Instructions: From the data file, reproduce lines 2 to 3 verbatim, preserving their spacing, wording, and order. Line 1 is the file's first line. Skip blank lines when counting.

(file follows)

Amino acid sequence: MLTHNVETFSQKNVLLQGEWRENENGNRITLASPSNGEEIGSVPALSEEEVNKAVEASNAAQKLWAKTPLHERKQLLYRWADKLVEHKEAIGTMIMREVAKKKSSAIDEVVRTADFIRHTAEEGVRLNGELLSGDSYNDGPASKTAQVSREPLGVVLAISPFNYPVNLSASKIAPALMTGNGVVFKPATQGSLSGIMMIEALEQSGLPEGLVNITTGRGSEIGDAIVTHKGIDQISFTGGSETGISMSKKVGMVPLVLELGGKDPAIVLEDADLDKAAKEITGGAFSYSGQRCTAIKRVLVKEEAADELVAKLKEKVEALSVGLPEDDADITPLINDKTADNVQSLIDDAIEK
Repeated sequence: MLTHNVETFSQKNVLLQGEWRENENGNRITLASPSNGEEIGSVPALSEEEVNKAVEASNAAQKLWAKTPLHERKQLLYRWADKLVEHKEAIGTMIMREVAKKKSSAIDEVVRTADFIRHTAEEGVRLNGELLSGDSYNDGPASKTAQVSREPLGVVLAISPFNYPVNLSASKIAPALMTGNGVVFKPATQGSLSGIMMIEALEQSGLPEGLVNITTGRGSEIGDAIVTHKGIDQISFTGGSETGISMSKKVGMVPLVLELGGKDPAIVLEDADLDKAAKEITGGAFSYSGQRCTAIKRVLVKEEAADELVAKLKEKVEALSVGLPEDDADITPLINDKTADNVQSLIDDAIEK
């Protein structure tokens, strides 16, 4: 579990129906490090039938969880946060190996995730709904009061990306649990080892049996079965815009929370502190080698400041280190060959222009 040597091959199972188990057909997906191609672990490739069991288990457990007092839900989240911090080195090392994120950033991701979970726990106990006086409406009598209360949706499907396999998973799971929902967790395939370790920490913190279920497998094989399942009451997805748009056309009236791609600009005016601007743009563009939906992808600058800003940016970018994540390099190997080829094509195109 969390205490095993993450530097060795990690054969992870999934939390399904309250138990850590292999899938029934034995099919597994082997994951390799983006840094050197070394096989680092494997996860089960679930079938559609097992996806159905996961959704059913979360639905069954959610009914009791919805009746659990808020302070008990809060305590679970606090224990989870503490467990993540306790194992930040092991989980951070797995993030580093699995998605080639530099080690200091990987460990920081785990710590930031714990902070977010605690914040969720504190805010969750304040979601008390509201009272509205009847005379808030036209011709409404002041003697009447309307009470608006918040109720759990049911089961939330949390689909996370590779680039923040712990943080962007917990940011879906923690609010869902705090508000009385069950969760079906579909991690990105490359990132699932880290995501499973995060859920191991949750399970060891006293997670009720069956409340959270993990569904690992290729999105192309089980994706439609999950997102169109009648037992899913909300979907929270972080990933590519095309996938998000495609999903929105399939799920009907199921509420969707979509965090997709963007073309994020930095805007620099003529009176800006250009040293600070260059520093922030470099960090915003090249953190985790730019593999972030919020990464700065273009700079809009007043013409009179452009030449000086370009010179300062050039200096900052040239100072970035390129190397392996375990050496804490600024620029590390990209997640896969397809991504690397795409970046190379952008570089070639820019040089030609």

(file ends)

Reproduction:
Repeated sequence: MLTHNVETFSQKNVLLQGEWRENENGNRITLASPSNGEEIGSVPALSEEEVNKAVEASNAAQKLWAKTPLHERKQLLYRWADKLVEHKEAIGTMIMREVAKKKSSAIDEVVRTADFIRHTAEEGVRLNGELLSGDSYNDGPASKTAQVSREPLGVVLAISPFNYPVNLSASKIAPALMTGNGVVFKPATQGSLSGIMMIEALEQSGLPEGLVNITTGRGSEIGDAIVTHKGIDQISFTGGSETGISMSKKVGMVPLVLELGGKDPAIVLEDADLDKAAKEITGGAFSYSGQRCTAIKRVLVKEEAADELVAKLKEKVEALSVGLPEDDADITPLINDKTADNVQSLIDDAIEK
């Protein structure tokens, strides 16, 4: 579990129906490090039938969880946060190996995730709904009061990306649990080892049996079965815009929370502190080698400041280190060959222009 040597091959199972188990057909997906191609672990490739069991288990457990007092839900989240911090080195090392994120950033991701979970726990106990006086409406009598209360949706499907396999998973799971929902967790395939370790920490913190279920497998094989399942009451997805748009056309009236791609600009005016601007743009563009939906992808600058800003940016970018994540390099190997080829094509195109 969390205490095993993450530097060795990690054969992870999934939390399904309250138990850590292999899938029934034995099919597994082997994951390799983006840094050197070394096989680092494997996860089960679930079938559609097992996806159905996961959704059913979360639905069954959610009914009791919805009746659990808020302070008990809060305590679970606090224990989870503490467990993540306790194992930040092991989980951070797995993030580093699995998605080639530099080690200091990987460990920081785990710590930031714990902070977010605690914040969720504190805010969750304040979601008390509201009272509205009847005379808030036209011709409404002041003697009447309307009470608006918040109720759990049911089961939330949390689909996370590779680039923040712990943080962007917990940011879906923690609010869902705090508000009385069950969760079906579909991690990105490359990132699932880290995501499973995060859920191991949750399970060891006293997670009720069956409340959270993990569904690992290729999105192309089980994706439609999950997102169109009648037992899913909300979907929270972080990933590519095309996938998000495609999903929105399939799920009907199921509420969707979509965090997709963007073309994020930095805007620099003529009176800006250009040293600070260059520093922030470099960090915003090249953190985790730019593999972030919020990464700065273009700079809009007043013409009179452009030449000086370009010179300062050039200096900052040239100072970035390129190397392996375990050496804490600024620029590390990209997640896969397809991504690397795409970046190379952008570089070639820019040089030609």